The Picture of Dorian Gray Chapter 1
In Basil Hallward's studio in London, Lord Henry Wotton admires the artist's nearly finished new painting, the subject of which is an extremely beautiful young man, and urges Basil to exhibit it at the Grovesnor. (The Grovesnor is smaller and less vulgar than the other commonly used gallery, the Academy.) Basil, however, does not want to exhibit the portrait because he has put too much of himself in it. Lord Henry thinks this idea is preposterous, considering Basil has very little beauty about him: "But beauty, real beauty, ends where an intellectual expression begins. Intellect is in itself a mode of exaggeration, and destroys the harmony of any face." Chapter 1, pg. 3 Basil maintains that he does not mean that he himself is beautiful, and furthermore would not want to be so: "The ugly and the stupid have the best of it in this world. They can sit at their ease and gape at the play." Chapter 1, pg. 4 Basil inadvertently tells Lord Henry the subject's name--Dorian Gray--and then explains that he wanted to keep his name a secret, because things are more wonderful when they are kept secret. Lord Henry agrees; he keeps everything secret from his wife.
Lord Henry asks again Basil's reason for not exhibiting the painting, and Basil tells him: "The reason I will not exhibit this picture is that I am afraid that I have shown in it the secret of my own soul." Chapter 1, pg. 6
He tells Lord Henry the story of how he met Dorian. He was at a party hosted by Lady Brandon, and he noticed Dorian and had this impression: "I knew that I had come face to face with someone whose mere personality was so fascinating that, if I allowed it to do so, it would absorb my whole nature, my whole soul, my very art itself. Chapter 1, pg. 7
Being independent by nature, Basil tried to escape the party but Lady Brandon captured him and introduced him to several people, and then Basil asked to be introduced to Dorian, and introduction which Basil now considers inevitable. Basil explains that seeing Dorian Gray every day makes him extremely happy, and that Dorian's presence has taken Basil's art to an entirely new level. Lord Henry insists that he must meet this young man, but Basil explains that Dorian does not know of this influence he has, the fact that his presence has so dramatically influenced Basil's soul, and he does not want him to know. Lord Henry maintains that poets show the deepest parts of their souls all the time in their art, but Basil considers this to be poor taste. "An artist should create beautiful things, but should put nothing of his own life into them." Chapter 1, pg. 12 Lord Henry asks Basil how Dorian feels about him, and Basil replies that although Dorian can be thoughtless sometimes, he clearly likes Basil; Lord Henry tells Basil that eventually, the romance in their relationship will fade: "Someday you will look at your friend, and he will seem to you to be a little out of drawing, or you won't like his tone of colour, or something. Chapter 1, pg. 13 Basil says that this will never happen.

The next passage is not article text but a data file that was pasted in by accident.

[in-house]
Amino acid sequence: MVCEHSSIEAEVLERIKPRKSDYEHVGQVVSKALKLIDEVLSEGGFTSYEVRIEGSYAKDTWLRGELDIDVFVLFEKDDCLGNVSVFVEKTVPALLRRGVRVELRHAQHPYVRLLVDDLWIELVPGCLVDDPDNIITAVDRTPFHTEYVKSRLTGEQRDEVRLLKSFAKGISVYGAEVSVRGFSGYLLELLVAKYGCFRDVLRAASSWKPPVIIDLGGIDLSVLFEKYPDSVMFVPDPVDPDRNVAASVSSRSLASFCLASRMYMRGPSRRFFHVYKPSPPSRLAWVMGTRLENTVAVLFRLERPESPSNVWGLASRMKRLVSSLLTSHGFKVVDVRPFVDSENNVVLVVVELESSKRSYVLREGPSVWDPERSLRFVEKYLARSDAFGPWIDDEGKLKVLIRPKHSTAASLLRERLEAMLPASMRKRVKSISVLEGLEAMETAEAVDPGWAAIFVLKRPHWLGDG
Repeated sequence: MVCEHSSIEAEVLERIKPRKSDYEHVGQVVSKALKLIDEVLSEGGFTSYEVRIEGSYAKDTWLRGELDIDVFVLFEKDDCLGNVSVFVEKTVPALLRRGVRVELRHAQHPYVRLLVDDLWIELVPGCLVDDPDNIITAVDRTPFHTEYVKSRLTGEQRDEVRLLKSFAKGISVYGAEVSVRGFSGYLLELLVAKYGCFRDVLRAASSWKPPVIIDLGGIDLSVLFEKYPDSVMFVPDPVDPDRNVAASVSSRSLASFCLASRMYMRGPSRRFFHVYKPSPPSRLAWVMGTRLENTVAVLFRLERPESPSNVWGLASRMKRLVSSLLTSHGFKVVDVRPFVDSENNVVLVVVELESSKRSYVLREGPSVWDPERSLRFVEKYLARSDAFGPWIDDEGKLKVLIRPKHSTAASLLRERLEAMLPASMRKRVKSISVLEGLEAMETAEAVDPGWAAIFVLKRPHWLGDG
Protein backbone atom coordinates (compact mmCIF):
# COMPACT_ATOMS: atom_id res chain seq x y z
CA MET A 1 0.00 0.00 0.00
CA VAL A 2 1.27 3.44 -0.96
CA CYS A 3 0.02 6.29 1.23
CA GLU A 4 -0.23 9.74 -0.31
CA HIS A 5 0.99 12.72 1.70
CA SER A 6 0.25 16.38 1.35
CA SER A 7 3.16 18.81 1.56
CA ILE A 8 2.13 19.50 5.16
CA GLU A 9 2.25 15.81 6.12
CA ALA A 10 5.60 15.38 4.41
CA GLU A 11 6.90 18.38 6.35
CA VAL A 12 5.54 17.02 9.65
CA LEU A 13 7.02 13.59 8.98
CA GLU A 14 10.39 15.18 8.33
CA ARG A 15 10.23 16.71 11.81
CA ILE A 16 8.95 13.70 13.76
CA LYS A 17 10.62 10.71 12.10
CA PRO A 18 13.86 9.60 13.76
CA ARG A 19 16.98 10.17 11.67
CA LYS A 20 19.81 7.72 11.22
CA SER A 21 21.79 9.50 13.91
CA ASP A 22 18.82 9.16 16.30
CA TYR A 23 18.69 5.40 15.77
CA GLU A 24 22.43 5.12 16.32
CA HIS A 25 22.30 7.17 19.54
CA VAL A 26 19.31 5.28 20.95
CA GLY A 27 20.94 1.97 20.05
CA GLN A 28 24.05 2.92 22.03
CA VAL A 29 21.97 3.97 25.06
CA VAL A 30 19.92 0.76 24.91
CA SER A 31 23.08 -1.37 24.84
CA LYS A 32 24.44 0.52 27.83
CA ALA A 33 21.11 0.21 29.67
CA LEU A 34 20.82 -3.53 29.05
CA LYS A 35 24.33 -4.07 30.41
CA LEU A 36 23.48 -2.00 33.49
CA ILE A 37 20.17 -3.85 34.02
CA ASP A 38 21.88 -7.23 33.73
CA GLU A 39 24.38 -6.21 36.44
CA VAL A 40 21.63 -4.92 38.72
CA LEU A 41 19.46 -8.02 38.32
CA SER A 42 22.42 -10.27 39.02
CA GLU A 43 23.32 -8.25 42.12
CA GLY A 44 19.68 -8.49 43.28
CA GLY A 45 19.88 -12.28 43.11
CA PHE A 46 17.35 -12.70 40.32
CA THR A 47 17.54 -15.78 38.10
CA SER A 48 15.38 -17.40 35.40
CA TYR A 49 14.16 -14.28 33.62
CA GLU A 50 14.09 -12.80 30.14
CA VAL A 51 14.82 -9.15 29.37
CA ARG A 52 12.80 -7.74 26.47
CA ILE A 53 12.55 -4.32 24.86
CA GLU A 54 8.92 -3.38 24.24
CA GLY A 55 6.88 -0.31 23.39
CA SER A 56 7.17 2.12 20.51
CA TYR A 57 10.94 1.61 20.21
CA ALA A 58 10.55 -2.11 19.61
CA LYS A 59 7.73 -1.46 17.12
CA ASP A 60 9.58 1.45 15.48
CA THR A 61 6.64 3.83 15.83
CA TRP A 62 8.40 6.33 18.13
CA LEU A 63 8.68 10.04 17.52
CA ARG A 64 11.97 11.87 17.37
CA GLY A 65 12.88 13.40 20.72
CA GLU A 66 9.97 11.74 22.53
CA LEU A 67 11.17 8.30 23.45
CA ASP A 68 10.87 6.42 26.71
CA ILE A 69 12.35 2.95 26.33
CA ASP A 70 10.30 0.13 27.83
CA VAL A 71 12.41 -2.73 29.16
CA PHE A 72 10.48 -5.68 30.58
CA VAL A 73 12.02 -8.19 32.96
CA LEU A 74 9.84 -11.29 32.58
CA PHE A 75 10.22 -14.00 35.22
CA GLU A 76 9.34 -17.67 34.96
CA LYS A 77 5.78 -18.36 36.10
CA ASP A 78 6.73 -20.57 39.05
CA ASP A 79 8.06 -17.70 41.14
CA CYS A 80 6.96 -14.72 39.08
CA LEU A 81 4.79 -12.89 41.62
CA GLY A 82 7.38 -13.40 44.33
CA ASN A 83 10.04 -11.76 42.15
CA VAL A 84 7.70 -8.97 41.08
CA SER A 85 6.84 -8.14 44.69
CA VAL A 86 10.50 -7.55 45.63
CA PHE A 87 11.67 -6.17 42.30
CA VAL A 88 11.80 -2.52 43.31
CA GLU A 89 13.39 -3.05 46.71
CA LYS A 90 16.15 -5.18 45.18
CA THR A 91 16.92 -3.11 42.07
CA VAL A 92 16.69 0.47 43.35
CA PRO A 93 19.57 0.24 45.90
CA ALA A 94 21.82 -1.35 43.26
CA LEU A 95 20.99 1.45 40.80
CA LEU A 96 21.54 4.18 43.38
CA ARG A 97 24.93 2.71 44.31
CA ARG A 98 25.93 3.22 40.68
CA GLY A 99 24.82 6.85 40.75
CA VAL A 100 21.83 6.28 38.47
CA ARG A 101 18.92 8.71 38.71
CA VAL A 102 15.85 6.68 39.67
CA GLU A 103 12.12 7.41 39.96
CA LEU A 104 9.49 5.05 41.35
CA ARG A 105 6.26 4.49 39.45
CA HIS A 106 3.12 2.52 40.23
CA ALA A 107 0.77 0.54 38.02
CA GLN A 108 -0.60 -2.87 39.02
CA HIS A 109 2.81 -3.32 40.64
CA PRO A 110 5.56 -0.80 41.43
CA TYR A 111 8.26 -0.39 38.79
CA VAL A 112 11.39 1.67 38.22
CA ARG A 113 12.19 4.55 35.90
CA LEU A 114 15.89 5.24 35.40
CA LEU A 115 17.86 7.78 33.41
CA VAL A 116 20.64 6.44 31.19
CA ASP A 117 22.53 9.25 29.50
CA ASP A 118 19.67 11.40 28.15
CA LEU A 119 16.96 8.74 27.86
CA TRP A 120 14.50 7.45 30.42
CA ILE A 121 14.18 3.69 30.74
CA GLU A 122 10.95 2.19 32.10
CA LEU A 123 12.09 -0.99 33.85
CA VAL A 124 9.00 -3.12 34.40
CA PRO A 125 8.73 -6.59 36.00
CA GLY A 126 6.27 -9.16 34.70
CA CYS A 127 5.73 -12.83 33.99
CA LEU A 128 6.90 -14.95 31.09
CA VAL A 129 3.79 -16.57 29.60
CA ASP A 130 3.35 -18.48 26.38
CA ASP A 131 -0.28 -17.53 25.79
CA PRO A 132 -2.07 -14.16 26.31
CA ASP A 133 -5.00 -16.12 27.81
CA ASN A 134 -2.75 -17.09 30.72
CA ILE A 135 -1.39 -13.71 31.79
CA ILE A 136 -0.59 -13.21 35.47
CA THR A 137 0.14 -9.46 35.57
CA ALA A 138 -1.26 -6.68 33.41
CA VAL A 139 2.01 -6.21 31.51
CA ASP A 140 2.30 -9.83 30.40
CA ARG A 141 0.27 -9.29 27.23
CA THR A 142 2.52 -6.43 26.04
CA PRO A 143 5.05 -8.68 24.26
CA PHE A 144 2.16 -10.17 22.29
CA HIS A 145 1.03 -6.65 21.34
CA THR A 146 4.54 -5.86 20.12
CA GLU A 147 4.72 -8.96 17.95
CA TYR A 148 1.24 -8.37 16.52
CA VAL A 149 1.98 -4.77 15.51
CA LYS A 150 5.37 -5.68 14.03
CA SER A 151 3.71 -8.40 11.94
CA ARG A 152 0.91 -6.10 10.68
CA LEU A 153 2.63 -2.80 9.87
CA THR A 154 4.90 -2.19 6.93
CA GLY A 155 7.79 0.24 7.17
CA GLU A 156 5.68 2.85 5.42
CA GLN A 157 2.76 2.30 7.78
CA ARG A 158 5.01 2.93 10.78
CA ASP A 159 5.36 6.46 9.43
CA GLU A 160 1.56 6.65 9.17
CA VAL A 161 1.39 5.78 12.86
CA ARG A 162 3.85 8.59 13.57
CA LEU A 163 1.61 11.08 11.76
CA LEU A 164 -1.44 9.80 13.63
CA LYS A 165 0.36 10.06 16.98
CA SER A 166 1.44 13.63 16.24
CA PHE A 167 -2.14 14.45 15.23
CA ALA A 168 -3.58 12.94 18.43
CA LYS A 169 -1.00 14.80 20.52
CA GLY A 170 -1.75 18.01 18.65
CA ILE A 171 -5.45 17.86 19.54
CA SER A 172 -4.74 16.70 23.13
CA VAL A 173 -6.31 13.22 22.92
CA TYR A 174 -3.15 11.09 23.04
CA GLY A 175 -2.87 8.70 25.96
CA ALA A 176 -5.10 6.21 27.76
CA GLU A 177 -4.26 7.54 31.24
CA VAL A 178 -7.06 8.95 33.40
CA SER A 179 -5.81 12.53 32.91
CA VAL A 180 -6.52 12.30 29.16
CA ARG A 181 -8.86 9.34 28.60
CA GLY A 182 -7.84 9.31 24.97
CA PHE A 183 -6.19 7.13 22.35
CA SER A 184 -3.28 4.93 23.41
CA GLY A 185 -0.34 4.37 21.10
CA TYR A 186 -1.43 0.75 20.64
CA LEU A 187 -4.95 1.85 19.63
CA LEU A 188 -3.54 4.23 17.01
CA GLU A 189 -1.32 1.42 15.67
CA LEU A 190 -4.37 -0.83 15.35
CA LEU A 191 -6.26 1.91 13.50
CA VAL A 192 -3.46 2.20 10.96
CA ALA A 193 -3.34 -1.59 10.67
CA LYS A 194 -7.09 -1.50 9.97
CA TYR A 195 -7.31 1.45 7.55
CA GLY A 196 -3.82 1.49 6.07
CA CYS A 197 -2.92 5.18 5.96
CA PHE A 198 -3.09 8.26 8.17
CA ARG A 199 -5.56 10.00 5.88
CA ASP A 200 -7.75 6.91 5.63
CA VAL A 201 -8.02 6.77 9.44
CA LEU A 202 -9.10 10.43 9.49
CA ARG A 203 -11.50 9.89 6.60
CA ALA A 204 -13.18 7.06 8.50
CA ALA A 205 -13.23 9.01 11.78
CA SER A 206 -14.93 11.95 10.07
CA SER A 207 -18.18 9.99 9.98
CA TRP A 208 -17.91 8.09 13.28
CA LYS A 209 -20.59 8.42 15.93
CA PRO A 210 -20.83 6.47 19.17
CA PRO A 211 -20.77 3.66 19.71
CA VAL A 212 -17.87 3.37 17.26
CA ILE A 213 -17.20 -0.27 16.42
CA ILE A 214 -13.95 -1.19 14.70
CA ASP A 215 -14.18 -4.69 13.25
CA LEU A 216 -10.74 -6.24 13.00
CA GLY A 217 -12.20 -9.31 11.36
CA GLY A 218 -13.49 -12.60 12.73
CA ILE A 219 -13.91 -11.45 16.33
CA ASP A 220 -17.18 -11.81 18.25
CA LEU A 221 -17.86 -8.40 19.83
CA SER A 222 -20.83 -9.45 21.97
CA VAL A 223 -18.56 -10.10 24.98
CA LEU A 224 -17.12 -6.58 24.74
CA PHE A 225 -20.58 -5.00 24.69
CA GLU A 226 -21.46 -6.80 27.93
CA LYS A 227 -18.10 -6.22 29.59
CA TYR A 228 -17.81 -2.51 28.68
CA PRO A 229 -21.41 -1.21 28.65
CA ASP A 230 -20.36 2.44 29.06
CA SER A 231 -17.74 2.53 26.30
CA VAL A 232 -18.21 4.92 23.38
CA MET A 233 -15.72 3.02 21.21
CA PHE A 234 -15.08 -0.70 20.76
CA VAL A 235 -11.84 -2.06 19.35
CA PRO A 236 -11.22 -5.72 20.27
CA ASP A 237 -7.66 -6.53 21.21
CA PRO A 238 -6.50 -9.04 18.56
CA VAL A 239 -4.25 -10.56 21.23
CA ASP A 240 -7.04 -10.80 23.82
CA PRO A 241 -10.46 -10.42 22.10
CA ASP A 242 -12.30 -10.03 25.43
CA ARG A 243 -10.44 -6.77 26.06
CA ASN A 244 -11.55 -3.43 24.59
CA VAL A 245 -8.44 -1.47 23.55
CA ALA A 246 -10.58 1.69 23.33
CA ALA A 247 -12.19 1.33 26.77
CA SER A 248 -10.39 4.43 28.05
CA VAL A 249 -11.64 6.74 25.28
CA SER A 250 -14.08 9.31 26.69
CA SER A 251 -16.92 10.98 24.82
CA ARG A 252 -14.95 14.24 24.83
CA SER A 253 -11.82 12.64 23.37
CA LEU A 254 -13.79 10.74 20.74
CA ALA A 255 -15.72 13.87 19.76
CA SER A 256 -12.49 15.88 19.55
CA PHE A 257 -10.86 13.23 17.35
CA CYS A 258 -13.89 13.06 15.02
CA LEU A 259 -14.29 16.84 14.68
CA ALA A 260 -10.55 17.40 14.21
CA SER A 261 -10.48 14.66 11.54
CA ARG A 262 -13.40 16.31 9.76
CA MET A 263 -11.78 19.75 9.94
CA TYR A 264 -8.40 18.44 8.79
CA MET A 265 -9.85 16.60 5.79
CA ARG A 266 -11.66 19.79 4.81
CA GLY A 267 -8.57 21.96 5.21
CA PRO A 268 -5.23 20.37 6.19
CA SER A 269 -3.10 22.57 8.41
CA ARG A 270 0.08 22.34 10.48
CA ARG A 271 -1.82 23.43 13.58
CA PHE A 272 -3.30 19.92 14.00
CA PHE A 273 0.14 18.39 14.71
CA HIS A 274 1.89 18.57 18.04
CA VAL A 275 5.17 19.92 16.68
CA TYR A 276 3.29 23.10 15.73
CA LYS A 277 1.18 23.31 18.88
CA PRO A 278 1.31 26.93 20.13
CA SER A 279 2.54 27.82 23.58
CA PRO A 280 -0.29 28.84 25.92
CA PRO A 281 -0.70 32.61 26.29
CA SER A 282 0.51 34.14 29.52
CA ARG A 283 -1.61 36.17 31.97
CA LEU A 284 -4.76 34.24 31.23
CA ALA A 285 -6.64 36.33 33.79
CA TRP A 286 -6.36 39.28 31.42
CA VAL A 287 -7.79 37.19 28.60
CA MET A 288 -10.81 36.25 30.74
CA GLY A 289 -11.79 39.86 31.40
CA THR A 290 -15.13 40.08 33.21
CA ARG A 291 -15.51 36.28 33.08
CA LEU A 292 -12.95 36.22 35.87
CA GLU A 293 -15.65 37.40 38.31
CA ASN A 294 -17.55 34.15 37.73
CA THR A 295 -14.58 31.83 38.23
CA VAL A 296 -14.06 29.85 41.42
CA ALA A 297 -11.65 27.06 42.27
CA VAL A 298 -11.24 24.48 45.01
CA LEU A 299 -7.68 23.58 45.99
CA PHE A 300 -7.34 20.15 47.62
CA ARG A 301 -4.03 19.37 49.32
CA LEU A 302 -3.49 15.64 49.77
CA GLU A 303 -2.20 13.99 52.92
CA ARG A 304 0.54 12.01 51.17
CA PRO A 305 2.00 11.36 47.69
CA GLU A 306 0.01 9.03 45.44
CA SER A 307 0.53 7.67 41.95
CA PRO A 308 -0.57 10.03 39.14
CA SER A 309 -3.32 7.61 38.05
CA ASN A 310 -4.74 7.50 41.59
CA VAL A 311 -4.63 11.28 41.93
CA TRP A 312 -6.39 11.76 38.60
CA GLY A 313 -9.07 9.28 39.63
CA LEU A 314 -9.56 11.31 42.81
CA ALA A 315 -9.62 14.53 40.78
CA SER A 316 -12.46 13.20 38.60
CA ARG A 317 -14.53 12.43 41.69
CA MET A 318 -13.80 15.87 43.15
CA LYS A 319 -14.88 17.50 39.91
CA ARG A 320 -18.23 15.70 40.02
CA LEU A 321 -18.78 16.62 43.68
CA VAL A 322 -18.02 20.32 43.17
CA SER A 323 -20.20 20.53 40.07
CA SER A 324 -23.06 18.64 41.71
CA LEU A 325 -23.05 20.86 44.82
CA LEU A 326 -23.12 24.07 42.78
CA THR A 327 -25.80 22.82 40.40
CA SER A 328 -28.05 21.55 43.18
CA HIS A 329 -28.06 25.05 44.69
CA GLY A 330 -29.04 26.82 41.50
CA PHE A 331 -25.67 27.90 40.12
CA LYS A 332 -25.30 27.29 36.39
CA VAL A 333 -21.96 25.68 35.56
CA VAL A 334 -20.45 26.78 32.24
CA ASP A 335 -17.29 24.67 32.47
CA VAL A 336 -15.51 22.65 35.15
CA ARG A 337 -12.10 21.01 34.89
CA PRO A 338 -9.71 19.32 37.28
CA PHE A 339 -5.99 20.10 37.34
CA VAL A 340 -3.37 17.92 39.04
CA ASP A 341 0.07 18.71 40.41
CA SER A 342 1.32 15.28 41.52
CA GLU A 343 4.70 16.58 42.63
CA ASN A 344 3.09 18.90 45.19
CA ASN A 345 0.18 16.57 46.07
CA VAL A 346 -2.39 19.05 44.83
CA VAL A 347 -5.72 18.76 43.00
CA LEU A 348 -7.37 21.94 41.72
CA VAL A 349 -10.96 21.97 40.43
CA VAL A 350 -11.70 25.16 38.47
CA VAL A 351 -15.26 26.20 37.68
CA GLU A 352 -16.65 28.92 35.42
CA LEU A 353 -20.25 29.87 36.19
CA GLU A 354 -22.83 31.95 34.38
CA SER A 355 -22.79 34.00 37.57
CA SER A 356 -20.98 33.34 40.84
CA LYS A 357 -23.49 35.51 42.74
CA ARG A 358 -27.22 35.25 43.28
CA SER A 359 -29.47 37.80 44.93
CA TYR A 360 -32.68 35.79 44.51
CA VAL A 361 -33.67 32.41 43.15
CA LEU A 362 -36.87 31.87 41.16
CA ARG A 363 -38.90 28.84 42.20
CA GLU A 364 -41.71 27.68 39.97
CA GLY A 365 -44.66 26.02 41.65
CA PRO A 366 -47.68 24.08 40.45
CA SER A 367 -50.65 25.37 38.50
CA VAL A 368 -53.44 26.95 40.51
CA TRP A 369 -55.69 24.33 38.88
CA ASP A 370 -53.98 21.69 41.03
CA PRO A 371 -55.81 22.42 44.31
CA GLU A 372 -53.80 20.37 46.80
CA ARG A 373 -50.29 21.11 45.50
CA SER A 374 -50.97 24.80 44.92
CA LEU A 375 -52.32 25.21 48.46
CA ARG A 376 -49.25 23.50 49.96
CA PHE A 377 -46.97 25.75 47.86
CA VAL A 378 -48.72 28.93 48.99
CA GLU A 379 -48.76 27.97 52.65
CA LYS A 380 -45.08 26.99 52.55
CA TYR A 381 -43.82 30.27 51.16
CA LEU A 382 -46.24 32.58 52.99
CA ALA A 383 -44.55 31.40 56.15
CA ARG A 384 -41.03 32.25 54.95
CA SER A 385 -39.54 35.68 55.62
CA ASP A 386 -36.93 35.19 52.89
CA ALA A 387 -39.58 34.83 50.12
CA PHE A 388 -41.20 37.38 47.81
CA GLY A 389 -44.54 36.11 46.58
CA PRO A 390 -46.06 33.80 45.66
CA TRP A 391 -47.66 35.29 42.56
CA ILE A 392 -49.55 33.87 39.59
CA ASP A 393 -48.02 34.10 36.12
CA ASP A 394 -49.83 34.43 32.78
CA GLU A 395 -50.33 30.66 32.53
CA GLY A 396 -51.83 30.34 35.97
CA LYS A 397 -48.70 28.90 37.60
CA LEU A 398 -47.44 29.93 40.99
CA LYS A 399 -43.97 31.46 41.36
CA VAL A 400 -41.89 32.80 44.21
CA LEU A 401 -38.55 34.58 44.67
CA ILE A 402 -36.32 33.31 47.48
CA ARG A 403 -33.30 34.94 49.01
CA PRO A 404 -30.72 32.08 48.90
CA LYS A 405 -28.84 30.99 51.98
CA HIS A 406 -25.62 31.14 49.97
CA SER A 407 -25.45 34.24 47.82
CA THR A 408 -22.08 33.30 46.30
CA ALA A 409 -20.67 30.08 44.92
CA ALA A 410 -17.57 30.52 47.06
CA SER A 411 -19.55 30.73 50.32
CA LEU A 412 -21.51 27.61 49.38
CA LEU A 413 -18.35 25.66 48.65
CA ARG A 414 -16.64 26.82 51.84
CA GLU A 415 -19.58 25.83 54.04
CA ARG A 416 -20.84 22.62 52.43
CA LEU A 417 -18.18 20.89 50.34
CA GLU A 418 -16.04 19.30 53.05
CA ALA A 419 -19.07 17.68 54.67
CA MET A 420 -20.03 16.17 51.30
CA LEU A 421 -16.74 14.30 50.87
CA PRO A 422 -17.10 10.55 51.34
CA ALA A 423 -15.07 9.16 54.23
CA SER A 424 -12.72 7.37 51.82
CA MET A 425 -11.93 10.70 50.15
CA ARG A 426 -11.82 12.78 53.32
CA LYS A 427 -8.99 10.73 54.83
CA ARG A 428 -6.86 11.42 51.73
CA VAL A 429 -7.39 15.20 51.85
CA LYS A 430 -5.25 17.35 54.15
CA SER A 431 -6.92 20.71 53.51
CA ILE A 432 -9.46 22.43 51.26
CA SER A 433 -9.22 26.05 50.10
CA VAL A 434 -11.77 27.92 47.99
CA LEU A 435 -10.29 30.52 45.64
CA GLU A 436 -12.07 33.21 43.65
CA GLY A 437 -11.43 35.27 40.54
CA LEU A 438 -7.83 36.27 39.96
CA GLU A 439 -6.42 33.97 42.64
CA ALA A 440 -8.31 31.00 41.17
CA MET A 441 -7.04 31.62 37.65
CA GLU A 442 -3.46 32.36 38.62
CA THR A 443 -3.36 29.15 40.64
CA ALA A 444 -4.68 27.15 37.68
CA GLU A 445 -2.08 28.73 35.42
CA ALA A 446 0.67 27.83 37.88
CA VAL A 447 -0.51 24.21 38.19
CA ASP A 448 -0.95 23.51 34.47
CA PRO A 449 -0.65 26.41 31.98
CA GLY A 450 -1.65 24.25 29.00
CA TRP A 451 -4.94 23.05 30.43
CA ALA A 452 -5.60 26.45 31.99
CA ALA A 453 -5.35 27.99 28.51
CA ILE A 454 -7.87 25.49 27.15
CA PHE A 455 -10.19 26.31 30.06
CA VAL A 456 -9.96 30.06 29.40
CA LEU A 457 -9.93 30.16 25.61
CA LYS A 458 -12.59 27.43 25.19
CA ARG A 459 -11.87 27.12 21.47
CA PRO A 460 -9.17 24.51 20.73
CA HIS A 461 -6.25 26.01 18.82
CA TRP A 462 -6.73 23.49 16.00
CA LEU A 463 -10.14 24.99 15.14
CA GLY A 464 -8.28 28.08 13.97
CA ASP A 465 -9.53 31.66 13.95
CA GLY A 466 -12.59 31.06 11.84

Lord Henry thinks how glad he is that he stayed longer and didn't get to his aunt's place on time, where he would have had to sit though endless hypocritical conversations about how good it is to work, and to be thrifty, spoken by rich people who do not work and have no need of thrift. He suddenly remembers and tells Basil that the first time he heard Dorian's name mentioned was in the company of his Aunt Agatha, who was very fond of the young man. Basil expresses that he is glad Lord Henry did not meet Dorian at his aunt's house; he does not want them to meet at all. The butler announces that Dorian Gray is in the parlor, and Lord Henry demands that they be introduced. Basil makes Lord Henry promise not to be a bad influence on Dorian.